Posted in Electric Vehicles / Read 1 Response

Six ways oil and gas development can contaminate land and water (and what to do about it)

By Adam Peltz and Nichole Saunders

As oil and gas production increases, so does the risk of toxic waste leaking to the environment. The massive amount of briny wastewater generated from oil and gas development can cause serious damage if it comes into contact with the public or our environment.

Consider what happened to the Johnsons, a 4th generation ranching family in New Mexico. More than 400,000 gallons of wastewater spilled on their ranch leaving a dead zone no longer viable to raise cattle or grow crops. Read More »

Posted in Natural Gas, produced water, produced water / Comments are closed

Growing opportunity for China/US collaboration on reducing oil & gas methane emissions

By Zhang Jianyu, China Managing Director, and Mark Brownstein, Vice President, Climate & Energy

Every November, the International Energy Agency publishes its annual World Energy Outlook – a comprehensive assessment of the economic, technological and geopolitical trends shaping world energy markets. That makes it essential reading for anyone interested in preserving the Earth’s climate. This year’s edition offers especially valuable insight into U.S. and China energy trends.

There is little doubt cleaner energy will play a huge role in China’s ongoing development. It is equally certain that China’s energy choices will have enormous effect on energy systems worldwide. The U.S., meanwhile, is becoming a dominant oil and gas producer, and vying for expanded export markets. As the world’s two largest energy users (and greenhouse emitters), both have a climate challenge to solve.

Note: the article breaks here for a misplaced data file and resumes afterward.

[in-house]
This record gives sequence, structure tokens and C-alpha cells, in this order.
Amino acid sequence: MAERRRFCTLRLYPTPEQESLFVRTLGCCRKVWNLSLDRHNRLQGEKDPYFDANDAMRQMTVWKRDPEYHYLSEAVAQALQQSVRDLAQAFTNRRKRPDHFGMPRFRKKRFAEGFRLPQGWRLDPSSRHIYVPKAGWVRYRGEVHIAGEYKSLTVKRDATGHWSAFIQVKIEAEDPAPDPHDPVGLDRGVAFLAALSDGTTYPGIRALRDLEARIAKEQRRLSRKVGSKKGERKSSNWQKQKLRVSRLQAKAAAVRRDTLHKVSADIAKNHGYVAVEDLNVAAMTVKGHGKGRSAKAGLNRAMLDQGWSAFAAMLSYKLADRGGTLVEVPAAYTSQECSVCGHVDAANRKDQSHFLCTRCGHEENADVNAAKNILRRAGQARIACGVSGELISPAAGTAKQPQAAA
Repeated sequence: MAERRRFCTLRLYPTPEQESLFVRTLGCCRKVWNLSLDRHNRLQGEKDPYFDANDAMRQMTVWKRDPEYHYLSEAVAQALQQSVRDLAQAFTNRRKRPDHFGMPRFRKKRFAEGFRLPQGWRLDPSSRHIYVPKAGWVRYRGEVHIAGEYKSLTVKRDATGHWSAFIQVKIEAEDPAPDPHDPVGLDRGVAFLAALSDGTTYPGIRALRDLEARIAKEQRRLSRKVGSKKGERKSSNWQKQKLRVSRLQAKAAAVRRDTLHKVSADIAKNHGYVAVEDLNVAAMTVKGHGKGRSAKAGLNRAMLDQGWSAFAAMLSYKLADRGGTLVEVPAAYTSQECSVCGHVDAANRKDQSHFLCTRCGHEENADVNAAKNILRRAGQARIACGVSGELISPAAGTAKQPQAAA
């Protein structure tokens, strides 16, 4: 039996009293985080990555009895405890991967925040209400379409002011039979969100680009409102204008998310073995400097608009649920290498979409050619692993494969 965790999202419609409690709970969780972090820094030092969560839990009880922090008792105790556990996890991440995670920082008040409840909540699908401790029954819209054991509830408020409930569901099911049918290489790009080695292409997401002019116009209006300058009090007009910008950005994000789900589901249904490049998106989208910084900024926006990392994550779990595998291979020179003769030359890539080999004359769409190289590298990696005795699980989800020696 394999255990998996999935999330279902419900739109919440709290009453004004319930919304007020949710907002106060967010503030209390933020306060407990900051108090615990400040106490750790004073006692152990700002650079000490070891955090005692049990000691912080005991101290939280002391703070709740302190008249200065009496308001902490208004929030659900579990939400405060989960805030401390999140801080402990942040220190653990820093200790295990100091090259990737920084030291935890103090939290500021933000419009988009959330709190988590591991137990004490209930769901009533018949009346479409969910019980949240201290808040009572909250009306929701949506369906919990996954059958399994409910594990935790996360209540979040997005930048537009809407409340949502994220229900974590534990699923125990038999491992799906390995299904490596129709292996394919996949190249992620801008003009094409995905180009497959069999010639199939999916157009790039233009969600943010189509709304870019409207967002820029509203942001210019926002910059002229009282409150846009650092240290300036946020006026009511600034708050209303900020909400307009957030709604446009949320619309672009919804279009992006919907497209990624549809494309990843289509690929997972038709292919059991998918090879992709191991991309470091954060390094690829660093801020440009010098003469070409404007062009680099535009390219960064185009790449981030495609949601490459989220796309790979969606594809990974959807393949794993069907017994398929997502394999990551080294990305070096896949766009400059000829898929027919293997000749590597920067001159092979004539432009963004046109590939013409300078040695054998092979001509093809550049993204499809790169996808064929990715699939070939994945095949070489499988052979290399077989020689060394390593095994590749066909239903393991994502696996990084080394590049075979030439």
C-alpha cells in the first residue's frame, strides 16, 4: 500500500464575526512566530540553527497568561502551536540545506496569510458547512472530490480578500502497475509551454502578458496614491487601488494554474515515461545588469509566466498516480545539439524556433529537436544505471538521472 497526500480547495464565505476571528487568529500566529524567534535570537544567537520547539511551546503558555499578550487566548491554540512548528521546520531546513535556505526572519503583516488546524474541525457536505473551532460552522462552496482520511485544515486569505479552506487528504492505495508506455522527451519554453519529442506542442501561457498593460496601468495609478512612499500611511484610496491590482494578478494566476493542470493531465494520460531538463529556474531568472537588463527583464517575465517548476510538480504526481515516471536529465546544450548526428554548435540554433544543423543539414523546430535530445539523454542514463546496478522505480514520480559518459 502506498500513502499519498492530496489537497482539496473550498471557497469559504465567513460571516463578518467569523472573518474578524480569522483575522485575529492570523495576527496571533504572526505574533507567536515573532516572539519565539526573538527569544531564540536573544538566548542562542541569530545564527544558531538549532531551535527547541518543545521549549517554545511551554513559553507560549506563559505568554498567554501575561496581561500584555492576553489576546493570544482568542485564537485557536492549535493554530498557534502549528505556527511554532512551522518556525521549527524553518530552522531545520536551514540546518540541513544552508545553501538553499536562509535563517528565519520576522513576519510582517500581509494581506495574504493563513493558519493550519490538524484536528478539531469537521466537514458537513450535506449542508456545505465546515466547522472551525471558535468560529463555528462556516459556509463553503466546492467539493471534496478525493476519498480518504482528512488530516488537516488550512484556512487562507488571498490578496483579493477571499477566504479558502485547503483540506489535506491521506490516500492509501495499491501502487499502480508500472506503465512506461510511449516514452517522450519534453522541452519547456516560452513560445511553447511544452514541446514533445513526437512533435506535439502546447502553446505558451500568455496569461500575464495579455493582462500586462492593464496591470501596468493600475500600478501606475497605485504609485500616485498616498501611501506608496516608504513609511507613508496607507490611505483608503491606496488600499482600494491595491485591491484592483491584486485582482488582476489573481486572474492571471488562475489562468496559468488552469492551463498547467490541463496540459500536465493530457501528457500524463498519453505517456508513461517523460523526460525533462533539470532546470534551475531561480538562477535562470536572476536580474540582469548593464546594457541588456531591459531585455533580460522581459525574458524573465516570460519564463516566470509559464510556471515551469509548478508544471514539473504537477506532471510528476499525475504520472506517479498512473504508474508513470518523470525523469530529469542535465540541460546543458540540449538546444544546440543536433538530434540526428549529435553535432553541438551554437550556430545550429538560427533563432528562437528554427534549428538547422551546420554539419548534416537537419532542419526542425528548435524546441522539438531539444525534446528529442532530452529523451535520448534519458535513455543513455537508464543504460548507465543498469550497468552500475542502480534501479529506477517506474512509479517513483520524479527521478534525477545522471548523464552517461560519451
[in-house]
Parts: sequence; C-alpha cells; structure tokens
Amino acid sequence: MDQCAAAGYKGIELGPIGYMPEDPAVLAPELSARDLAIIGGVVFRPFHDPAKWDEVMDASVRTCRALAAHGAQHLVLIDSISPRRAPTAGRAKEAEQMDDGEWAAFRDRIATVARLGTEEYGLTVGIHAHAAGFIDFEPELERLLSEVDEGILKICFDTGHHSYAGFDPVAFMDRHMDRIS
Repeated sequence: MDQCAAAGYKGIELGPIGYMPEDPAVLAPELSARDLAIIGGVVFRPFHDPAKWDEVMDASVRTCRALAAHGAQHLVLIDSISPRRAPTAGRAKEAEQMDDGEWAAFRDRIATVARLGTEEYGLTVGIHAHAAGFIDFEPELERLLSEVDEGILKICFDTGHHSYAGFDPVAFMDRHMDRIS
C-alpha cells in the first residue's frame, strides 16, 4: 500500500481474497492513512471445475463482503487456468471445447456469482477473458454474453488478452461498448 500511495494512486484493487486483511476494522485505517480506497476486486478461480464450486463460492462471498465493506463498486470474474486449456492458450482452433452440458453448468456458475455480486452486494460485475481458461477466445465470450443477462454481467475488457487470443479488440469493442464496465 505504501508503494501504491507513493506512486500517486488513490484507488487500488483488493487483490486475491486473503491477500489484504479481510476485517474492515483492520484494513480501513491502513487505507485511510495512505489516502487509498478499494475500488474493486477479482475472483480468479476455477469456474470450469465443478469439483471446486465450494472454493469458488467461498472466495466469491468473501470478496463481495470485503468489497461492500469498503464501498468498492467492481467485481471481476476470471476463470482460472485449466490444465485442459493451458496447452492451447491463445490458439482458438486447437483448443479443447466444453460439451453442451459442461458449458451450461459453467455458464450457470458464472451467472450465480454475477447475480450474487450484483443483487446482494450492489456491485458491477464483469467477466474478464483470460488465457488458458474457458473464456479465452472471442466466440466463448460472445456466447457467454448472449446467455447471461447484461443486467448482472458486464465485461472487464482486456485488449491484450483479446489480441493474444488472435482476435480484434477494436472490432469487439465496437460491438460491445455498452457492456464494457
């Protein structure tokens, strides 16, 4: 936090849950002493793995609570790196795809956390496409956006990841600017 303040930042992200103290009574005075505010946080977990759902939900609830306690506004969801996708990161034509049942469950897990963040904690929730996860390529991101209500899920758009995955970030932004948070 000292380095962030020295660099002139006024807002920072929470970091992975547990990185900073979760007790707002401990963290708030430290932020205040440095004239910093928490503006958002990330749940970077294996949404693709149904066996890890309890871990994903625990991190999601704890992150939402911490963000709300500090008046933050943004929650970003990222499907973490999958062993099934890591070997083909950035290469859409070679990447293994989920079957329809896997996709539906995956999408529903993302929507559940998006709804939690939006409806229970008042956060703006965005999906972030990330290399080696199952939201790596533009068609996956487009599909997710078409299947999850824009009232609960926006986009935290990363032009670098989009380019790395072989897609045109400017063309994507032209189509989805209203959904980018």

The issue is increasingly important as the two countries’ energy ties grow. Following President Trump’s November China visit, for example, preliminary steps were announced on several multi-billion-dollar initiatives, including the China Energy Investment Corporation plans for a shale gas and chemical project in West Virginia, and an agreement between Cheniere Energy and China National Petroleum Corp for a long-term LNG sales and purchase cooperation. Read More »

Posted in Methane, Natural Gas / Tagged | Comments are closed

Exxon joins counterparts in new call for increased global methane action, including regulations

By Ben Ratner and Drew Nelson

In spite of the anti-environmental furor of the Trump administration, 2017 has been a year of encouraging commitments by a growing number of global oil and gas industry leaders – including American oil giant Exxon Mobil – that understand methane emissions is a key business challenge. Methane is a fast-acting climate pollutant and unchecked emissions from the oil and gas sector undermine the credibility of natural gas in the transition to a lower carbon future.

The latest milestone is a commitment by BP, Exxon, Shell and other global energy companies to a set of principles to significantly reduce the amount of methane emitted across the natural gas supply chain. Environmental Defense Fund helped develop the foundational principles alongside the eight companies and other members including the International Energy Agency, UN Environment, the Rocky Mountain Institute and Indian non-profit group TERI.

Similar, yet distinct from other industry commitments made in connection with the Oil and Gas Climate Initiative or the Oil and Gas Methane Partnership (see here and here), all of these initiatives are evidence that forward-thinkers understand the stakes and see the long-term business value in addressing methane emissions. Read More »

Posted in Methane, Natural Gas / Comments are closed